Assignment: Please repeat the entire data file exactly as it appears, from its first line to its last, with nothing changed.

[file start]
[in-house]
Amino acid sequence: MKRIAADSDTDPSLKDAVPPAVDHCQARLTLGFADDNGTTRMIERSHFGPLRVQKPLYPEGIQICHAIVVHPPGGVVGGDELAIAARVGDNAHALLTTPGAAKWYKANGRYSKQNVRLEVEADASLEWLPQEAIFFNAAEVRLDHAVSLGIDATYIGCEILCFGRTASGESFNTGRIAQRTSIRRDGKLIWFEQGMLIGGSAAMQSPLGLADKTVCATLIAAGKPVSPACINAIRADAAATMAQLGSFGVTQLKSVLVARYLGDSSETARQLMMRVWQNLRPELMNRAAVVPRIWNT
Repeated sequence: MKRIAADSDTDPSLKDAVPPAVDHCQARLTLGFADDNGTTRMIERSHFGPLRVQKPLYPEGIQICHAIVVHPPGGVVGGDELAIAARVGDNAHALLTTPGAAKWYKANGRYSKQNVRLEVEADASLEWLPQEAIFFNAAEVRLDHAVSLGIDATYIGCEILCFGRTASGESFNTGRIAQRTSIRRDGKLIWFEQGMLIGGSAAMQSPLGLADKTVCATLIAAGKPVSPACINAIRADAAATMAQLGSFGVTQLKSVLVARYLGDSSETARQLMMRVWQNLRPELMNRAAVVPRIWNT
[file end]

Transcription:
[in-house]
Amino acid sequence: MKRIAADSDTDPSLKDAVPPAVDHCQARLTLGFADDNGTTRMIERSHFGPLRVQKPLYPEGIQICHAIVVHPPGGVVGGDELAIAARVGDNAHALLTTPGAAKWYKANGRYSKQNVRLEVEADASLEWLPQEAIFFNAAEVRLDHAVSLGIDATYIGCEILCFGRTASGESFNTGRIAQRTSIRRDGKLIWFEQGMLIGGSAAMQSPLGLADKTVCATLIAAGKPVSPACINAIRADAAATMAQLGSFGVTQLKSVLVARYLGDSSETARQLMMRVWQNLRPELMNRAAVVPRIWNT
Repeated sequence: MKRIAADSDTDPSLKDAVPPAVDHCQARLTLGFADDNGTTRMIERSHFGPLRVQKPLYPEGIQICHAIVVHPPGGVVGGDELAIAARVGDNAHALLTTPGAAKWYKANGRYSKQNVRLEVEADASLEWLPQEAIFFNAAEVRLDHAVSLGIDATYIGCEILCFGRTASGESFNTGRIAQRTSIRRDGKLIWFEQGMLIGGSAAMQSPLGLADKTVCATLIAAGKPVSPACINAIRADAAATMAQLGSFGVTQLKSVLVARYLGDSSETARQLMMRVWQNLRPELMNRAAVVPRIWNT